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What Is APY and How Is It Calculated?

If you’ve ever poked around a bank’s website, we’re guessing you’ve probably seen “APY” somewhere in the fine print and wondered, What in the world is APY?

Well, the quick answer is that APY is an abbreviation for “annual percentage yield.” (Bankers love a good abbreviation almost as much as Twitter users.) That might sound super technical, but hang with us. We’re going to break down what APY is and give you everything else you need to know about it. We promise it won’t be TLDR. (That means “too long, didn’t read” for you non-Twitter users.)

What Is APY?

APY is banker lingo for the interest you’ll earn in a year (including compound interest) on a savings account, checking account, certificate of deposit, bond or other interest-earning account.

APY is usually a little bit higher than your account’s interest rate because it includes the interest you earn on your interest. For example, you might have a savings account with a 1% interest rate but a 1.01% APY.

Now, for most people, the little difference between their interest rate and APY adds up to just a few pennies. But when you talk about higher interest rates (say 10%), APY could be significantly higher than your simple interest rate because there’s more compound interest to earn interest on. (APY for a 10% interest rate is around 10.5%, by the way.)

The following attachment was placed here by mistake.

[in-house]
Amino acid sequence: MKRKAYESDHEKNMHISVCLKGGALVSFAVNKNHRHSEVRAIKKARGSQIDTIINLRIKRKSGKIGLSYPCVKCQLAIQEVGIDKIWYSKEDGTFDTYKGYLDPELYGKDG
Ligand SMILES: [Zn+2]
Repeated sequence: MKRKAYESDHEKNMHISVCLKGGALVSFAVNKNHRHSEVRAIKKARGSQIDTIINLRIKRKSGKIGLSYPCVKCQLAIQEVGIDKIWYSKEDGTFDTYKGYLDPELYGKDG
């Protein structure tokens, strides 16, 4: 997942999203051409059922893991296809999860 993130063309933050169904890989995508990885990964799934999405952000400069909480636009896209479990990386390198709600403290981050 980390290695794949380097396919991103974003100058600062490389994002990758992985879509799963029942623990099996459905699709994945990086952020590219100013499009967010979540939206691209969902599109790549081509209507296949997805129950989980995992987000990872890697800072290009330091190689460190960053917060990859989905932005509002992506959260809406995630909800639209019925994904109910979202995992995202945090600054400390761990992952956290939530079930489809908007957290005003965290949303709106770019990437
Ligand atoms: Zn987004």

So, how do you figure out APY in the first place? Well, banks use a pretty complex formula for calculating APY, so let’s take a look. (We’ll try to keep things simple.)

How to Calculate APY

If you want to know the APY for your savings account, you can usually find it somewhere in the fine print on your bank statement or on your bank’s website. But for those of you who like algebra, here’s the formula for calculating APY:

APY = (1 + r/n)n – 1

r = interest rate

n = number of compounding periods

To use this formula, you’ll need to find the number of compounding periods for your account. This is how often your bank pays interest and adds it to your account balance. Most banks do this daily or monthly. If it’s daily, the number of periods is 365. Monthly? Then it’s 12.

Let’s try an example. To keep things simple (sort of), we’ll go with a 5% interest rate with monthly compounding. You’ll end up with a formula like this that requires your old scientific calculator from high school to solve:

APY = (1 + .05/12)12 – 1

You take 5% (.05) divided by 12, then add 1 and take that number to the 12th power. Finally, subtract 1, move the decimal point two places—and boom. You’ve got your answer: 5.116%. If you changed the formula to daily compounding, you’d get 5.127%. From that, you can see that daily compounding leads to a little more money in your account.

At this point, you might be wondering, Is my savings account earning a good APY? Let’s see.

What’s the Average APY?

The average APY for savings accounts nationwide is 0.17%.1 That’s peanuts. Seriously, that’s just a little bit better than stuffing your cash under a mattress.